FCA US and Stellantis claim to be trying to strengthen local nameplates, marketing the mystique of Dodge and Jeep, the capability of Ram, and the history of Chrysler. Yet, in the same press releases, they mark down these names by constantly reminding us that they are just brands—just nameplates on the side, just words.
There has never been any reason for Dodge people to refer to “the Dodge brand.” It’s just Dodge. Nobody thinks that Dodge City, Phelps Dodge, or Grace Dodge is making cars. The only car company with the Dodge name used to be Dodge Brothers… and Dodge Brothers didn’t make other brands of cars, so there’s no historical confusion either.
Unless FCA US or Stellantis intends to replace all the American heritage marques with some global name (FCA and Stellantis aren’t catchy or evocative names), which seems very unlikely there’s no reason to keep calling its marques “brands.” Chrysler didn’t even do that in the 1960s when it was bragging about what a big, awesome rocket-making company it was. They put a small pentastar on each car’s fender—and that was about it.
Nobody needs the extra words in the press release; they add nothing but detract from the strength of the marques. GM doesn’t refer to “the Chevrolet brand,” especially in headlines. It’s Chevrolet, proudly wearing Louis’ name for nearly a century. Saying “the Jeep brand” is exactly the same to anyone else as saying “Jeep,” except it’s demeaning. It says, “Jeep (or Ram or Dodge or Chrysler) isn’t real. It’s just a nameplate, and we’re going to rub your nose into it.”
This all comes as FCA US has started Jeep-only stores, shifted Jeep press releases to a unique look, and ran “brand strengthening” ads for Dodge, Chrysler, and Ram. It’s as though nobody realizes that brands are weakened when their owner makes it clear that they are just a marketing ploy of a large company.
The new dealership design says “I’m unique;” the repetition of “the Jeep brand” says “I’m just a nameplate on an everyday car.”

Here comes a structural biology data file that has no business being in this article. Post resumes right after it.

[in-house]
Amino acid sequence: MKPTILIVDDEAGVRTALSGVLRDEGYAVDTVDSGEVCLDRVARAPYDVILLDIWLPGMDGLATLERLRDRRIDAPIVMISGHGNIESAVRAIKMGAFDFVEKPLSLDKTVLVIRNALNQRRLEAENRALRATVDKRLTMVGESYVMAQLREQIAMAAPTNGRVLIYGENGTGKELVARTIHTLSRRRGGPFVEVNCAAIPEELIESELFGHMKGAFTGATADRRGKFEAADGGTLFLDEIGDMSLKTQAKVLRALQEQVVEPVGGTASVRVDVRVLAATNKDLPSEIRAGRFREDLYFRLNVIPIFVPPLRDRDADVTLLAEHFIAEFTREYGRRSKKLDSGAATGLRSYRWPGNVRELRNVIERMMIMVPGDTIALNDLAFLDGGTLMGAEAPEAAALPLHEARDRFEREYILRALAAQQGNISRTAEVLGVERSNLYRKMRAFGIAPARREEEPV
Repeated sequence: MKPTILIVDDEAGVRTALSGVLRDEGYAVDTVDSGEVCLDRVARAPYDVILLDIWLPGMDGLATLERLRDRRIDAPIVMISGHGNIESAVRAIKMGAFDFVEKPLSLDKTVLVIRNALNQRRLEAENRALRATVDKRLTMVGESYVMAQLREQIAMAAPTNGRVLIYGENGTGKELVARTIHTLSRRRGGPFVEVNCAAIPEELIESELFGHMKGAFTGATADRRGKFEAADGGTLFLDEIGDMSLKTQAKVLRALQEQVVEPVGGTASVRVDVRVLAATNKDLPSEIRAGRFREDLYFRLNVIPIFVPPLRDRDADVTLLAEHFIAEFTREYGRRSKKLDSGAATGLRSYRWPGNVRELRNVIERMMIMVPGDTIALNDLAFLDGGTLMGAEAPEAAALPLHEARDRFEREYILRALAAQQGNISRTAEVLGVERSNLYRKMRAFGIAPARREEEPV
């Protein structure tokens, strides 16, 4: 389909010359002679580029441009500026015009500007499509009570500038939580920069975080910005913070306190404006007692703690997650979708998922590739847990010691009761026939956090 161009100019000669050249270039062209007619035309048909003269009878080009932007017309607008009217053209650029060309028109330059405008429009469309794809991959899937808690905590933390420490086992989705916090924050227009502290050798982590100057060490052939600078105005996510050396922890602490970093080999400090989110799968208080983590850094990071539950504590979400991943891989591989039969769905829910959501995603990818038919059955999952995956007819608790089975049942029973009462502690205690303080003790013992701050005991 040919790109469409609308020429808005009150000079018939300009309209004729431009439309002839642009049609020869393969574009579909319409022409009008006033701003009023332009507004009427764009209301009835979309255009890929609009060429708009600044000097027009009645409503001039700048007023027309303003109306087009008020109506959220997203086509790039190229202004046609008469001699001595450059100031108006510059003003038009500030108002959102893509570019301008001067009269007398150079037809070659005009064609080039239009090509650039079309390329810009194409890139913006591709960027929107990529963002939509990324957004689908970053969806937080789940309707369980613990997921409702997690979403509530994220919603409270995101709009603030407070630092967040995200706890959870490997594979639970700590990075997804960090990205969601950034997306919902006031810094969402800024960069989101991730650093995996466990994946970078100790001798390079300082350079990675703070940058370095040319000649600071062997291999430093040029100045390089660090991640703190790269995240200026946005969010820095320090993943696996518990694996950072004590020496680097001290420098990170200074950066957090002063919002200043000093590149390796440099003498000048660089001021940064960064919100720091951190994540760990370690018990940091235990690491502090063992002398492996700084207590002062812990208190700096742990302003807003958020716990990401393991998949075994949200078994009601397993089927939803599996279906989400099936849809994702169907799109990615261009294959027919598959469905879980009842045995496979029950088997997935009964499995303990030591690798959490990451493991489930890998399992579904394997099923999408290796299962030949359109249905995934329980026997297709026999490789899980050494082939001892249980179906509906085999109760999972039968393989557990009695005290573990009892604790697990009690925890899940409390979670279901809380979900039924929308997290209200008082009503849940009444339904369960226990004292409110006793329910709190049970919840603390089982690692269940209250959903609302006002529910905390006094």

In fairness, many brands are marketing ploys of large companies. Kia hasn’t been needed for ages, since Hyundai bought them; and Genesis is clearly artificial, along with all Japanese luxury brands. At this point, the former Auto Union (Audi) is a bit artificial, too, along with the remnants of Rolls and Bentley, and of course Lincoln, Cadillac, and so on, though all of these have their roots in real companies.
Dodge comes from the Dodge Brothers. Chrysler comes from Walter Chrysler. In some ways these are more than “brands.” (Jeep and Ram, in contrast, come from a nickname and a Dodge hood ornament, respectively.)
Alfa Romeo mostly escapes being called “the Alfa Romeo brand,” though their chief leads “the Alfa Romeo brand.” Most of the time, it’s “the legendary Alfa Romeo.” Sales charts refer to Chrysler Brand, Ram Brand, Fiat Brand, etc.—and Alfa Romeo. Never mind that Dodge, Jeep, and Chrysler can all match Alfa Romeo in rich histories with times of impressive engineering. All have had periods of strong innovation; and Jeep and Chrysler, at least, have both transformed parts of the industry at least once. But never mind, we’ll dismiss all that at “the Chrysler brand.”
Nothing takes away from dignifity or legendary status like “the xxxx brand.” Strong brands, like Apple and Toyota, aren’t called “the Apple brand” and “the Toyota brand.” They’re Apple and Toyota. While it may cause some confusion to have Ford as part of Ford and Toyota as part of Toyota, there is no such confusion about Chrysler, Dodge, Jeep, Ram, or Mopar.
It’s bad enough that the company, through several changes of leadership and ownership, chose to shove all its marques into the same dealerships, instead of keeping them separate and trying to make them more distinctive. (The rationale, that it’s easier to have product discipline when dealers aren’t demanding their version of every car, suggests weak leadership more than a strategy.) Okay, we understand why everything is labeled “FCA US” under the hood. But making the marques mere branding exercises to the general public only cheapens them, and the last thing they need now, as competition intensifies and whole new lineups are soon going to sink or fly, is to be cheapened.
So go on, Stellantis. Keep telling us how we should respect Chrysler’s heritage, or Dodge’s heritage, or Ram’s independent spirit, or Jeep’s heritage—but don’t tell us to respect, say, “the Chrysler brand’s heritage.” Brands don‘t have “heritage.” Brands are here to be diversified and cheapened and thrown away, brands are Proctor & Gamble names that keep getting overextended and meaningless. Celebrate your marques and stop calling them brands—even if, yes, they really are just brands.